There is far more to reciprocity failure than the point at which you need to begin correcting for it, what matters most is how much you need to correct. Draw a graph of total exposure time required against light level, it would be straight lines (pointing downwards at the right/bright end) with no reciprocity failure and lines at higher ISOs are lower (less time required). With long-exposure reciprocity failure, the left (dark) end of the graph curves upwards exponentially, i.e. more time is required. Different films have different exponents, so they curve up at different rates.
Originally Posted by StoneNYC
If you plot the graph for Fomapan (terrible reciprocity failure), it shoots upwards very steeply. Acros of course only has a very slight upward curve. TMY2 has a slightly steeper curve than Acros but for any exposure less than about 8 hours, the TMY2 and Acros curves do not intersect, i.e. TMY2 still has a shorter exposure. While it might be worse in terms of compensation required, the extra compensation is always less than 2 stops more than what Acros needs. You need days of exposure before Acros is better than TMY2.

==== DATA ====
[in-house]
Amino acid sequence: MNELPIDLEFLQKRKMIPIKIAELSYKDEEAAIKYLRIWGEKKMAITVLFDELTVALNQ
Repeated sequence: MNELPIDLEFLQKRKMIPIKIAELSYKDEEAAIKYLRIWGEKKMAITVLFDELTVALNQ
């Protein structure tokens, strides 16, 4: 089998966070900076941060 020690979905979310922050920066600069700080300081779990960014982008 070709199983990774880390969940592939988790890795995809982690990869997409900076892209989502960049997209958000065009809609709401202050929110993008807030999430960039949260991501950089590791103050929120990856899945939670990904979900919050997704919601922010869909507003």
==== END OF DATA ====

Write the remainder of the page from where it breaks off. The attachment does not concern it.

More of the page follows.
If you shoot colour, I find that following the Acros tables for Provia 100F works very well (tested at 20 and 60 minutes) and the TMY2 table seems reasonable for Portra 400 though I haven't tested that much.